Posted on Friday, 21st November 2014 by

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Best Practices and the State of Audiological Care

In my June post, How to Manage Your Own Hearing Health Care, I discussed the steps that should be taken to enhance your hearing, including identifying and achieving your hearing goals. While setting goals may sound trivial, research has shown that following clinical best-practices (including goal-setting) improves your chances for a successful hearing outcome (Valente, Abrams, et al, 2006).

Despite the obvious benefits of clinical best-practices, and despite having a popular set of best-practice guidelines for audiology (Kochkin. et al, 2010), many audiologists still fail to provide essential hearing services. A large percentage of audiologists still fail to verify that hearing aids are set to the patient prescription, and many fail to set or measure hearing goals.

That’s OK, right? You’re in the hands of an expert … right?

Unfortunately this couldn’t be farther from the truth. Consumer Reports estimates that as many as two-thirds of hearing aids in the US are “misfit.” With such poor outcomes, and with the cost of hearing devices at a premium, is it any wonder why so many consumers put off visiting the hearing clinic?

Enter Hearing Tracker

One company has come up with a clever solution to this issue that should prove to be a win-win proposition for both consumers and providers. Meet Dr. Abram Bailey, a doctor of audiology, and graduate of Vanderbilt University. Dr. Bailey and his partner, Logan Lowell, a data scientist, founded HearingTracker.com, a website which helps consumers find hearing providers who adhere to best practices.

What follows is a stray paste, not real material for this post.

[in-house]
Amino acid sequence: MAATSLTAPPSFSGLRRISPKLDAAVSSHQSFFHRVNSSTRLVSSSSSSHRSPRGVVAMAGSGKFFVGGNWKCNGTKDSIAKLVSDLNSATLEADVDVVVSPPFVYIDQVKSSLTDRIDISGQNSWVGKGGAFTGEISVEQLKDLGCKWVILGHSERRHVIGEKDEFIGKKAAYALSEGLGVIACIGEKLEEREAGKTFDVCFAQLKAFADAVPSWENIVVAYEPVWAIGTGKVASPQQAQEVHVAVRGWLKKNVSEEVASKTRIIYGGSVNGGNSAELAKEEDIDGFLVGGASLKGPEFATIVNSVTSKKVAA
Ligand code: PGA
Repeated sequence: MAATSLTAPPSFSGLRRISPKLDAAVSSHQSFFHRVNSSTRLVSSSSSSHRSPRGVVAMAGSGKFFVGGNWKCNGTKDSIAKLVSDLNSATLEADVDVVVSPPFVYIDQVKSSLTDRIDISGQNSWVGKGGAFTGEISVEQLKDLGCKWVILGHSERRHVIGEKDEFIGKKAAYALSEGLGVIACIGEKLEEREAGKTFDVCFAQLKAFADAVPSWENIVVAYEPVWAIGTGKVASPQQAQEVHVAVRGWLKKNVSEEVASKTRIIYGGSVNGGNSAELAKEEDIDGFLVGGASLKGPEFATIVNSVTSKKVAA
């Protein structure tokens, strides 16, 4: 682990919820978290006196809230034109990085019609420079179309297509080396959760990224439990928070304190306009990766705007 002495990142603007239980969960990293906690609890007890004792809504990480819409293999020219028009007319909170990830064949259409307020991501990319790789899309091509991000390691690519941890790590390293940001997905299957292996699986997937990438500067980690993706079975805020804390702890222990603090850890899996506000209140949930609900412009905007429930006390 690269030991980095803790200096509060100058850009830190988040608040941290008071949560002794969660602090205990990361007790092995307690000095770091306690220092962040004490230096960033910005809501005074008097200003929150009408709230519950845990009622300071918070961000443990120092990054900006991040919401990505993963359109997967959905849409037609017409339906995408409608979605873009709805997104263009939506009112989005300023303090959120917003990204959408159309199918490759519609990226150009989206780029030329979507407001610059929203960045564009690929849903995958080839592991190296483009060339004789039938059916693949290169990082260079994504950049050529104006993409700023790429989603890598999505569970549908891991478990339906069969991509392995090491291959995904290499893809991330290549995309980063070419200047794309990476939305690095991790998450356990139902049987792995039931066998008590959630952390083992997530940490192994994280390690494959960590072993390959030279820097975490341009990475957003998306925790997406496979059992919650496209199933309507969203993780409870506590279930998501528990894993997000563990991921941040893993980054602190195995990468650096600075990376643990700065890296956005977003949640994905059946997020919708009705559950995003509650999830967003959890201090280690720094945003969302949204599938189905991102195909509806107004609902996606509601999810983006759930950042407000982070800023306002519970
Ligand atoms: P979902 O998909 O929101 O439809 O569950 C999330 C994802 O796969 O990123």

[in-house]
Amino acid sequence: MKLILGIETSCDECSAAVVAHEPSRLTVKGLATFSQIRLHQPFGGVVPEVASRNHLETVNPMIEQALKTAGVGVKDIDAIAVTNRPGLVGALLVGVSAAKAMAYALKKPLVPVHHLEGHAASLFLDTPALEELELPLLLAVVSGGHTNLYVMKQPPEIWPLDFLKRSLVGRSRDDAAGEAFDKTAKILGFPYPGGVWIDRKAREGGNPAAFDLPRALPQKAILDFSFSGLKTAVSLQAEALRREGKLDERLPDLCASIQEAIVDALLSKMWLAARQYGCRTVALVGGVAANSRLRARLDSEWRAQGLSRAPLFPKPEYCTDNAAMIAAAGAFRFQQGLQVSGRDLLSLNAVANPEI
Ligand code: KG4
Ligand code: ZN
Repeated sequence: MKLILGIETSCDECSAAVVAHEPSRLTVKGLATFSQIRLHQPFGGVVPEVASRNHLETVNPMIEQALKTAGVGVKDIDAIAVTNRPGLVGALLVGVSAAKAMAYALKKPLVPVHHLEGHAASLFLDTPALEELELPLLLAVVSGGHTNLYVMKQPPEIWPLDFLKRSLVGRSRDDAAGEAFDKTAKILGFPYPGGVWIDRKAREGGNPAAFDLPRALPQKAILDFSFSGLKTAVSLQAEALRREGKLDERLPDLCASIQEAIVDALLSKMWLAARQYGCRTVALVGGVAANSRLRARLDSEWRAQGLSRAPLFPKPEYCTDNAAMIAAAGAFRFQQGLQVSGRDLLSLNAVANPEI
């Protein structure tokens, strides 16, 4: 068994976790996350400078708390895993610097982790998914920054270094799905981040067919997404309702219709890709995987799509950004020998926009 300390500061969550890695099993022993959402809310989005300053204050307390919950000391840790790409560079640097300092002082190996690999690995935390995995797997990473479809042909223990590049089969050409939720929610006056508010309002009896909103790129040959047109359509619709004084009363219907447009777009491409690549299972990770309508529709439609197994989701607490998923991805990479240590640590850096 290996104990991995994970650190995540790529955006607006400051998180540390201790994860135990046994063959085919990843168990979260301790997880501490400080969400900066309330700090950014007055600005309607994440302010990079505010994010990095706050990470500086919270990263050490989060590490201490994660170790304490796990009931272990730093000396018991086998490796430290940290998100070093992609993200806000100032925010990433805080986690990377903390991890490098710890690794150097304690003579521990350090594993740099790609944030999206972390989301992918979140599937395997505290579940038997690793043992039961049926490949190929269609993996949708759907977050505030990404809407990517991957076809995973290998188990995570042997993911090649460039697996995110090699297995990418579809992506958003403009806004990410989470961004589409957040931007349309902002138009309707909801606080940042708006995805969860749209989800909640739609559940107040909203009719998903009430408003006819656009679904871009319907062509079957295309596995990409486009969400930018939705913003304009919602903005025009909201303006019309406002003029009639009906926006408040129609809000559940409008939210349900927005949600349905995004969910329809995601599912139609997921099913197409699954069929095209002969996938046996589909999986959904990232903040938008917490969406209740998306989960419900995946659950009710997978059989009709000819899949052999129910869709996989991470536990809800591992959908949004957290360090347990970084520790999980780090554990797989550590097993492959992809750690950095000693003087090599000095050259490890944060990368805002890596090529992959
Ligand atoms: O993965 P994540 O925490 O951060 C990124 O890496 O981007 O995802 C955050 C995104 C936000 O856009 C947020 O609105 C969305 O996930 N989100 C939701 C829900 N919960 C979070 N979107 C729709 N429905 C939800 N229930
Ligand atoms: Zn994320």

The company publishes an online directory of over 17,000 hearing providers throughout the United States – the largest directory of its kind – and provides intuitive tools for locating providers with positive customer feedback. HearingTracker.com also boasts the largest collection of online hearing aid reviews in the world, giving undecided consumers a place to investigate their options.

Information is the Key to Success

As much as he wanted to, Dr. Bailey realized that he could not change audiology “one patient at a time.” He realized that the key to changing hearing outcomes in audiology was to expose the good and bad in the profession, in order to help consumers make more informed decisions when selecting audiologists.

Many online resources provide tips and suggestions for “interviewing” audiologists – to improve your chances of finding someone competent. Visiting and interviewing multiple providers to find the right one sounds cumbersome and inefficient, especially in an era of abundant information. Dr. Bailey reasoned that if patient outcomes were published online, consumers could select community-vetted audiologists and more easily improve their chances for a success.

Where Can You Find Good Hearing Care?

Audiologists on HearingTracker.com are ranked based on customer feedback and patient-reported hearing outcomes, so consumers may readily find a provider with a proven track record. The site also reveals a provider’s educational background and professional qualifications, making it easier to find knowledgeable experts.

Looking toward the future, HearingTracker.com has begun the process of verifying the clinical protocols of providers on the site. The first step for a provider is to complete a best-practice survey, to show the site that he or she is providing essential services. To become fully-verified, the provider must also submit de-identified files for clinical review. One of HearingTracker.com’s staff audiologists personally reviews the files to ensure that all essential services are provided and documented.